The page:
KS2 Music Quiz
Ten Pieces - Modest Mussorgsky
Mussorgsky wrote an opera based on the life of a Russian hero.

Ten Pieces - Modest Mussorgsky

If you are familiar with the BBC Ten Pieces, you will enjoy this KS2 Music quiz about the Russian composer, Modest Mussorgsky.

Mussorgsky was a lover of Russian culture, including its folklore and its music, and his works have a uniquely Russian identity. Many of his pieces, like Night on Bare Mountain for example, were based on Russian history or legend. Along with Balakirev, Cui, Rimsky-Korsakov and Borodin, Mussorgsky was one of a group of composers who became known as ‘The Five’ or 'The Mighty Handful'.

His parents may have had him baptised as 'Modest', yet Mussorgsky went on to write some towering music! What do you know about the man and his work? Try this quiz and find out.

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  1. As with many great composers, Mussorgsky had a young start with his music. What was his first significant help with this?
    This was obviously going to be helpful, whether through 'nature or nurture'!
  2. Which of these is the most accurate summary of Mussorgsky's early musical milestones?
    ... Not quite up there with Mozart, but hardly a slouchy start. Could you play a piano concerto before your 10th birthday?
  3. In which Russian city did he go away to school during his teenage years?
    This was then Russia's capital, with its warm-water access down into Europe through the Baltic Sea
  4. At the age of 17, Mussorgsky was working in a military hospital where he met a colleague just 5 years his senior: this other man, though working as a chemist and surgeon, was to become a friend and fellow-composer in a group known as 'the Five'. Who was he?
    The others of The Five are all there in our list, but Borodin was the one on this occasion. Try listening to his infectiously tuneful Polovtsian Dances from Prince Igor, for instance ...
  5. Mussorgsky, too, while writing and playing plenty of music, needed a 'day job'. What was his main career?
    Some of his bosses did what they could to send him on postings where he could also give concert performances
  6. Many great composers have had to struggle with personal difficulties, no different from 'ordinary folk'; what was Mussorgsky's particular problem?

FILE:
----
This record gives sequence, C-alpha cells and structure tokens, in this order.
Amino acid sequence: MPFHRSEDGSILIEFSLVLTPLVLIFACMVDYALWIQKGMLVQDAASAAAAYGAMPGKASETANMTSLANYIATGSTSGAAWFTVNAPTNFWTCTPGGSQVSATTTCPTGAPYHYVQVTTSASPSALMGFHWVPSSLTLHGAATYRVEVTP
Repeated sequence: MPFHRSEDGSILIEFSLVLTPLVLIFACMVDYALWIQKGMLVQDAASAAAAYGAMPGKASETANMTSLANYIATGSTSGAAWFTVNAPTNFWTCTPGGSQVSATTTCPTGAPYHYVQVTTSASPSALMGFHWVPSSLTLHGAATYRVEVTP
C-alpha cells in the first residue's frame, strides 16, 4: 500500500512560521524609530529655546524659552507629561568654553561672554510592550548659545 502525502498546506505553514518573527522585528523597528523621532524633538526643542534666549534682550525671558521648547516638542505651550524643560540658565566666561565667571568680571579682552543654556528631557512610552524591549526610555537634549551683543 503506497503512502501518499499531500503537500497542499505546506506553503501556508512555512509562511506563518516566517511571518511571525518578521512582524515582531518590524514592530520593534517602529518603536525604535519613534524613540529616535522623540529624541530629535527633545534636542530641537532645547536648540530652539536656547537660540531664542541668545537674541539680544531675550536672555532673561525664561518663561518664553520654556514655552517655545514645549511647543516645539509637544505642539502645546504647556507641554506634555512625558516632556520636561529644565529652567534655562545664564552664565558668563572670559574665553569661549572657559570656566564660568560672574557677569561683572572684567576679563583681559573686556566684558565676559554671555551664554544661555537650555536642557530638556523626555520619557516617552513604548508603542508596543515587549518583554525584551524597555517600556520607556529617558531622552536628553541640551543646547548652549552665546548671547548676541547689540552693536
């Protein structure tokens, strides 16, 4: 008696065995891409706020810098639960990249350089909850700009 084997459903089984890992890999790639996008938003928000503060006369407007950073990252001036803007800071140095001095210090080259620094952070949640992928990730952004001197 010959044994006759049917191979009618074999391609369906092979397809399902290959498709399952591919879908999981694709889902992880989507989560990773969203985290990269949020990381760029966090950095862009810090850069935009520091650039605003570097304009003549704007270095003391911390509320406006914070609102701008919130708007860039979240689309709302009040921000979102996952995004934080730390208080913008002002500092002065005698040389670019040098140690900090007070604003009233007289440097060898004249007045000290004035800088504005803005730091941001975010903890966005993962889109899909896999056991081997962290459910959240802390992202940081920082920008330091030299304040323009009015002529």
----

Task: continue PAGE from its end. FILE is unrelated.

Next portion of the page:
Sadly, there is an alarming portrait on Wikipedia's page about Mussorgsky, painted barely a week before his early death aged only 42. His particular 'demons' seem to have come from within, rather than the encroaching blindness or deafness of several other composers. For the record, Answer 4 is a complete red-herring as Mussorgsky never married
  7. Another of Mussorgsky's best-loved works is a suite of piano pieces called Pictures at an Exhibition, written in response to a memorial show of paintings by Hartmann, an architect friend who had recently died. (The pictures since seem to have been dis-united and lost track of: it would be interesting to see them again!) Mussorgsky's original version was for piano solo, but the set has become even more widely known in an orchestral version by which French composer?
    Among the suite's quieter movements is The Old Castle, in whose original picture (fairly easily imagined) a lone minstrel is playing in the sunset below the castle walls: Ravel brilliantly gives this plaintive tune to the saxophone
  8. Mussorgsky also wrote an opera based on the life of a Russian hero: which one?
    Answer 1 was the work of Tchaikovsky, and Answer 2 by Janacek; Pavlov (Ans.4) was a psychologist, but at least he worked (later) in the same hospital where the encounter in our Q.4 had occurred
  9. While there are a gravestone and memorials elsewhere, the patch of land where Mussorgsky's remains are buried was redeveloped in the Soviet era. What stands there now?
    So sad! For collectors of such details of the famous, there may be worse elsewhere ...
  10. In which year had Mussorgsky finished composing Night on the Bare Mountain?
    ... So, at time of writing (spring 2015), it is 150 years or thereabouts since he began it. Very sadly he never actually heard it performed in his lifetime, but these days you can experience it 'live' or in recorded form at the touch of a couple of buttons. Enjoy!

Author: Ian Miles

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